By invoking higher powers, you have put the salesperson in a position where they need approval from their boss. This is often enough to get the salesperson to back down or try another approach, like sending an interactive video demo.

Tactical Negotiation Tip #4: Use “If” or “Unless.”

When faced with a tricky request, use “if” or “unless” to make the request conditional. You will agree to do what the salesperson asks, but only if they meet certain conditions. Now the salesperson has to think about the consequences of their actions.

An example of a real-world scenario:

Salesperson: Can we start the Cirrus Corp. POC next Monday? It’s really urgent now.

You: Yes, if we can push back the Cumulonimbus POC by ten days.

Salesperson: But that’s not possible!

You: Then we cannot start the Cirrus Corp. POC next Monday.

By using “if,” you have made the salesperson’s request conditional. That means that the salesperson knows exactly what will happen if they push for this new request.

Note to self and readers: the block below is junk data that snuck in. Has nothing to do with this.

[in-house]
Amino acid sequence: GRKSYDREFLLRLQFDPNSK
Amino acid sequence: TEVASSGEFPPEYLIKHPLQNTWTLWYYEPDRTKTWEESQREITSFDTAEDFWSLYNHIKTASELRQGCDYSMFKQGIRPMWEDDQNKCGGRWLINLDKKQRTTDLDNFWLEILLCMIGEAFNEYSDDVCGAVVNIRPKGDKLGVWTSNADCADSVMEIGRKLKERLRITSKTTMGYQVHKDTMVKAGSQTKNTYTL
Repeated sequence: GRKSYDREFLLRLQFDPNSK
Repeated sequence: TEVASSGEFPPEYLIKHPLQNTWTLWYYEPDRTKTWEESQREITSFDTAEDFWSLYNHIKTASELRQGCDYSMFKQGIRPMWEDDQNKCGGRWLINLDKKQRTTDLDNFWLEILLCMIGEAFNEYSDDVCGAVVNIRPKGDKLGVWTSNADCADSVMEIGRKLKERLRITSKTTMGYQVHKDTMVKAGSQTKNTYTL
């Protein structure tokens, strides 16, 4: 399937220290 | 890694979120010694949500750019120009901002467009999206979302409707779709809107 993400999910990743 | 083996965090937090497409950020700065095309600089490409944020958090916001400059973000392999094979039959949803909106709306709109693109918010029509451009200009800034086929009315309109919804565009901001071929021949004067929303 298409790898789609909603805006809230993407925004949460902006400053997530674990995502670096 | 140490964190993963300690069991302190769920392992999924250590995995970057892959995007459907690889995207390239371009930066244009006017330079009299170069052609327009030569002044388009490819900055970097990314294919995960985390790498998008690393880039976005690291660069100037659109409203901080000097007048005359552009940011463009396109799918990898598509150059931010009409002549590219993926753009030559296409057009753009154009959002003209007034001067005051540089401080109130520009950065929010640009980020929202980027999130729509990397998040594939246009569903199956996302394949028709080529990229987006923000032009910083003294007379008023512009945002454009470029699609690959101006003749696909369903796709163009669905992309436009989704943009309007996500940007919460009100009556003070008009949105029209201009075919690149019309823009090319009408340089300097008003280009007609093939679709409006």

Tactical Negotiation Tip #5: Saying No to Customers

Negotiating with customers is different than with your sales counterparts. There are a few things to remember when saying no to potential buyers. 

  1. Don’t say “Maybe,” when you mean “No.” The truth always comes out eventually, so be upfront. 
  2. Don’t defer. If you know the answer is no, don’t say, “Let me ask someone else.” This makes you look indecisive and unprofessional.
  3. Be calm, confident, and direct. Don’t apologize or look down. State your no clearly and concisely.
  4. Use the word “won’t” instead of “can’t.” This shows that you have the power to say yes, but you’re choosing not to.
  5. Explain why a “yes” is bad. This will help them understand your decision and may even convince them to change their mind.

Saying no to your sales partners and customers can be difficult, but it’s an essential skill for sales engineers to master. Developing this skill will help you become a more confident negotiator in the future.

Consensus is Intelligent Demo Automation that scales your presales function.